August 22–25, 2016 | Location Reno, NV | Tuition $1,025 | Conference Fee $255 What’s this?
Dockets are full of cases with defendants who have substance addictions and suffer from mental health disorders. These defendants show up in family court, traffic court, veterans and drug courts, and on your civil and criminal dockets. The judge who adjudicates these cases needs to have a thorough understanding of the complex and intertwined issues of addiction and mental illness. The NJC offers this intense, advanced course on co-occurring disorders to address the need for in-depth education on this topic.
What will I learn?
During this course, you will learn to:
- Identify and request appropriate assessments.
- Develop judicial strategies for defendant treatment and monitoring.
- Design a plan to implement these strategies in the court system.
- The class may attend a BJA-designated mental health court site or other appropriate facility to enhance the learning experience, discuss ethical issues facing judges, and review alternatives for a “media catastrophe.”
Who should attend?
Enrollment is limited and has prerequisites. Selected participants need a working knowledge of mental health disorders and substance abuse issues as commonly seen in court. The course is suitable for judges who have previously attended Fundamentals of Co-Occurring Mental and Substance Abuse Disorders, Managing Cases Involving Persons with Mental Disorders, or Practical Approaches to Substance Abuse Issues; currently sit on a mental health court; or obtain specific faculty approval.
Who are the members of the faculty?
Experience mental health court judges and professionals in the field will lead you through the course material.
How is this course taught?
The class is in a graduate seminar format with course work required before and after the in-class dates. In this enhanced course, emphasis is placed on integrating the judge’s existing knowledge of co-occurring disorders with practical in-court experience. You will have lecture, inter-active discussion, and possibly a field trip.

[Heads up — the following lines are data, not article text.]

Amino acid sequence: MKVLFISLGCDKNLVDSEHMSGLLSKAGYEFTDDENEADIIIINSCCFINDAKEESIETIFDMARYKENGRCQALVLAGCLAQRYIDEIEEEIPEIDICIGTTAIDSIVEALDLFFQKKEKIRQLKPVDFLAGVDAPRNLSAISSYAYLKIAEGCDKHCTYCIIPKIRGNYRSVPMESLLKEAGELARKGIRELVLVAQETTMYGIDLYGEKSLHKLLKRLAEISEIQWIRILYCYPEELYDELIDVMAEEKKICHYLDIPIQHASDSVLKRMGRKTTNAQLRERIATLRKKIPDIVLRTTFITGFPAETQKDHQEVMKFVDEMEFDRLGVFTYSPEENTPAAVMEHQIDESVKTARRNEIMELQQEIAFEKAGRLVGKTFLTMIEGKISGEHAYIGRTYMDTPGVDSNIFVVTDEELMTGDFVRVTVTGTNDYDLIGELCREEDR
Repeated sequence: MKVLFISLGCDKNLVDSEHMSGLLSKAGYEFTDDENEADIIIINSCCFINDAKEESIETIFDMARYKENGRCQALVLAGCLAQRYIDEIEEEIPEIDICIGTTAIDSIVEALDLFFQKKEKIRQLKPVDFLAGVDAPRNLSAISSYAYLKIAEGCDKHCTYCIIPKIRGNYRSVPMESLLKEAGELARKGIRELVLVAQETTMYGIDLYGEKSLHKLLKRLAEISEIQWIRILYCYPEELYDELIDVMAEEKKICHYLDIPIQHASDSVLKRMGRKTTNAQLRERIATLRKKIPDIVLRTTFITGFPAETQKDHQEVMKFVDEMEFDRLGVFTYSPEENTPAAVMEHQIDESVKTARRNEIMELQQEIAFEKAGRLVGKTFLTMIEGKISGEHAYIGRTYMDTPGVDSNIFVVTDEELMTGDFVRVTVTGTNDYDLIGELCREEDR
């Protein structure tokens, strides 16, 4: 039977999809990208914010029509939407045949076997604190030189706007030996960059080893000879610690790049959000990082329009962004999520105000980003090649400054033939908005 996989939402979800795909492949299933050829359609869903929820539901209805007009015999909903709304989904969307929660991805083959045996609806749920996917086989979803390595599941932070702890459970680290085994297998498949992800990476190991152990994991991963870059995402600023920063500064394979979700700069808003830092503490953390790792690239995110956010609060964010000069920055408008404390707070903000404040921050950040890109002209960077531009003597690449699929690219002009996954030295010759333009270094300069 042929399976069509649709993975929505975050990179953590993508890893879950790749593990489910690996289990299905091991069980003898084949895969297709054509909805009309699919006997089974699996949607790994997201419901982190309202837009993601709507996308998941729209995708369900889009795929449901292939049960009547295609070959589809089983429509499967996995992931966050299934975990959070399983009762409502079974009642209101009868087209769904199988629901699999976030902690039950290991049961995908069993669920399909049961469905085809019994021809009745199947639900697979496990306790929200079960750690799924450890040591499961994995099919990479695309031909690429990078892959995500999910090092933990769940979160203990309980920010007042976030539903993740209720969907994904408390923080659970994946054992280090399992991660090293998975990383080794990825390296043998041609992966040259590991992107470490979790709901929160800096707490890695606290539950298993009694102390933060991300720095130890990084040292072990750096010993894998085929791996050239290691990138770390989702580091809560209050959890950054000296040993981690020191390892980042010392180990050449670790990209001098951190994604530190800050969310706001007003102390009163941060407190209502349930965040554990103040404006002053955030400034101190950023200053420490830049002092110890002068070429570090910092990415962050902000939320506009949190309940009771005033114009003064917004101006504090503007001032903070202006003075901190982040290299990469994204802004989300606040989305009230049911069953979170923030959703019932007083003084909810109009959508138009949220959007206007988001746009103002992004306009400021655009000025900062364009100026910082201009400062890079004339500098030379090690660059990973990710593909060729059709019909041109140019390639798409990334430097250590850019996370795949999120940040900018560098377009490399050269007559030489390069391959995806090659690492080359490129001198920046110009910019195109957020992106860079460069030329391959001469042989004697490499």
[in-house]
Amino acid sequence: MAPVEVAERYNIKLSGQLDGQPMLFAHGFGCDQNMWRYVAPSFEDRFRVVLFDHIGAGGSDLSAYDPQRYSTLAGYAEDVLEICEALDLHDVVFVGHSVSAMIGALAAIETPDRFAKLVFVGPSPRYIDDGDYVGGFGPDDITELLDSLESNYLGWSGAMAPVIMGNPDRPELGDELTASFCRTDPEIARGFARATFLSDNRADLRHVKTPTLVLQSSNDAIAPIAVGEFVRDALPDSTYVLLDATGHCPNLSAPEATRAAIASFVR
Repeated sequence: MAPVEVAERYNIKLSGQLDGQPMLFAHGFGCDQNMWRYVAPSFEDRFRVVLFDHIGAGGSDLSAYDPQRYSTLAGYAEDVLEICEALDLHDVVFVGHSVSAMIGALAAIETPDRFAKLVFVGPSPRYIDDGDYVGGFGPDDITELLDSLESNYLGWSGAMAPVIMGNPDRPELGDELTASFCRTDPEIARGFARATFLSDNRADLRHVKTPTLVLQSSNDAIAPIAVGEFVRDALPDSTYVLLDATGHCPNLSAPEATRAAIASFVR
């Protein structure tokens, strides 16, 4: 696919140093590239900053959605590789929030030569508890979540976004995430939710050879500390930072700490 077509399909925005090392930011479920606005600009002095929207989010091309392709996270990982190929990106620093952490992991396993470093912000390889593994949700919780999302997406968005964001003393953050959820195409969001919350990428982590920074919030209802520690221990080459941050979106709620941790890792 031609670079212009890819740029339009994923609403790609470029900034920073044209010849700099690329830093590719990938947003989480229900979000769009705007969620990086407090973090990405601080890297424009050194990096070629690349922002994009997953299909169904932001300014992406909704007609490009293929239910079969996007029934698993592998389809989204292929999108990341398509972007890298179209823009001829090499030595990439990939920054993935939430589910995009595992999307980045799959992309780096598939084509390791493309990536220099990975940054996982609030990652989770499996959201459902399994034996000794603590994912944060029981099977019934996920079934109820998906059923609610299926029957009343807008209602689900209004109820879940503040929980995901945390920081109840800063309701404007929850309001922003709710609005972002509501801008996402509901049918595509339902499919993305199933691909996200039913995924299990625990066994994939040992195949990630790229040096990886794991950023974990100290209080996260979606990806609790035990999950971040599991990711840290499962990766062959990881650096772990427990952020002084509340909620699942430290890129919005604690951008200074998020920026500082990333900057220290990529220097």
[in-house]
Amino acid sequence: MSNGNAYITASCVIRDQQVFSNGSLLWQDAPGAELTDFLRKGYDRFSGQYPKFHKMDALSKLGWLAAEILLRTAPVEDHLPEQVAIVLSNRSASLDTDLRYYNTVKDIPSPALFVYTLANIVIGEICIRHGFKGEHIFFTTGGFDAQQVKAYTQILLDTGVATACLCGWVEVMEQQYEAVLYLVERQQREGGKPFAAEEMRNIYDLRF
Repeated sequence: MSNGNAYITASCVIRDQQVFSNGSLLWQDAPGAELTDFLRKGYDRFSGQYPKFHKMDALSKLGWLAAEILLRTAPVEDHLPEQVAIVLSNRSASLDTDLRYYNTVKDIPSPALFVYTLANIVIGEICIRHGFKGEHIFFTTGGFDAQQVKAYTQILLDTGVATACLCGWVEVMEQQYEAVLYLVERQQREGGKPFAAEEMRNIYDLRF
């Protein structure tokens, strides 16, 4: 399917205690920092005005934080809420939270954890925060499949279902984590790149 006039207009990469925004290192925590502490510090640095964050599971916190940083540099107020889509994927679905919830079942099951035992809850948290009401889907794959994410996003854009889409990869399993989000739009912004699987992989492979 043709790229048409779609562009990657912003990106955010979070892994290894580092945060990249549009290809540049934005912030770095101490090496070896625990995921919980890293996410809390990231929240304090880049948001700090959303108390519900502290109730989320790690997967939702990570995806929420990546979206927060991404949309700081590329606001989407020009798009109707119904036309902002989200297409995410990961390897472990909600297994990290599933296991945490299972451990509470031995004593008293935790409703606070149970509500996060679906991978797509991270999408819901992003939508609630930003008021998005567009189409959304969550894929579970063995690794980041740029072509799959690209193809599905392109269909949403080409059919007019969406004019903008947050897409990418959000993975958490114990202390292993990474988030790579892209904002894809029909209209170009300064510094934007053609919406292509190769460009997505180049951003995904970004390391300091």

What should I tell my presiding judge or funding agency so that my attendance will be approved?
Co-occurring defendants show up in family court, traffic court, veterans and drug courts, and on your civil and criminal dockets. Because these dockets are full of cases with defendants with co-occurring issues, the judge who adjudicates them needs to have a thorough understanding of the complex and intertwined issues of addiction and mental illness. Without tools to address these complete issues, these defendants recycle though your court and continue to endanger the public and act as a burden on the legal system.
Whom should I contact for more information?
For more information, please contact the Registrar’s Office at (800) 255-8343 or firstname.lastname@example.org.
This course qualifies as an elective for The National Judicial College Certificate in Judicial Development, General Jurisdiction Trial Skills, Special Court Trial Skills, and Tribal Judicial Skills disciplines.